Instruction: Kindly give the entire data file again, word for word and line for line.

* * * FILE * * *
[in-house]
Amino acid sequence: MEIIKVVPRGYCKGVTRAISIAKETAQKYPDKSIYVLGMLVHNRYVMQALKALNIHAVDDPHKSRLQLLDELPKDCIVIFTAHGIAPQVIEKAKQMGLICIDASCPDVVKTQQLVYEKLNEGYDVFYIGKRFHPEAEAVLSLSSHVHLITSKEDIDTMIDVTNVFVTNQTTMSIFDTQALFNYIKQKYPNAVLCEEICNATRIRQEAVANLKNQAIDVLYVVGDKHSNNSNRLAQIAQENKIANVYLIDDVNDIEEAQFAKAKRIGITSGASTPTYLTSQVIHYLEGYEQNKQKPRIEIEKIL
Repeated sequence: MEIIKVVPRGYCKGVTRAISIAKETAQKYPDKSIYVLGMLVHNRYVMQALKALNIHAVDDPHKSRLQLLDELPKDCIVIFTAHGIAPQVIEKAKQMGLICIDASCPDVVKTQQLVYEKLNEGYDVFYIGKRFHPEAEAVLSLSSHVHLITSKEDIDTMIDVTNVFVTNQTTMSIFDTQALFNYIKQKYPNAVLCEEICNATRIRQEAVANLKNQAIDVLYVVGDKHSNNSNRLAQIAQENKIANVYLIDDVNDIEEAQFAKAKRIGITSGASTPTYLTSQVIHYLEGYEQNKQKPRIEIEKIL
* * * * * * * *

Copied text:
[in-house]
Amino acid sequence: MEIIKVVPRGYCKGVTRAISIAKETAQKYPDKSIYVLGMLVHNRYVMQALKALNIHAVDDPHKSRLQLLDELPKDCIVIFTAHGIAPQVIEKAKQMGLICIDASCPDVVKTQQLVYEKLNEGYDVFYIGKRFHPEAEAVLSLSSHVHLITSKEDIDTMIDVTNVFVTNQTTMSIFDTQALFNYIKQKYPNAVLCEEICNATRIRQEAVANLKNQAIDVLYVVGDKHSNNSNRLAQIAQENKIANVYLIDDVNDIEEAQFAKAKRIGITSGASTPTYLTSQVIHYLEGYEQNKQKPRIEIEKIL
Repeated sequence: MEIIKVVPRGYCKGVTRAISIAKETAQKYPDKSIYVLGMLVHNRYVMQALKALNIHAVDDPHKSRLQLLDELPKDCIVIFTAHGIAPQVIEKAKQMGLICIDASCPDVVKTQQLVYEKLNEGYDVFYIGKRFHPEAEAVLSLSSHVHLITSKEDIDTMIDVTNVFVTNQTTMSIFDTQALFNYIKQKYPNAVLCEEICNATRIRQEAVANLKNQAIDVLYVVGDKHSNNSNRLAQIAQENKIANVYLIDDVNDIEEAQFAKAKRIGITSGASTPTYLTSQVIHYLEGYEQNKQKPRIEIEKIL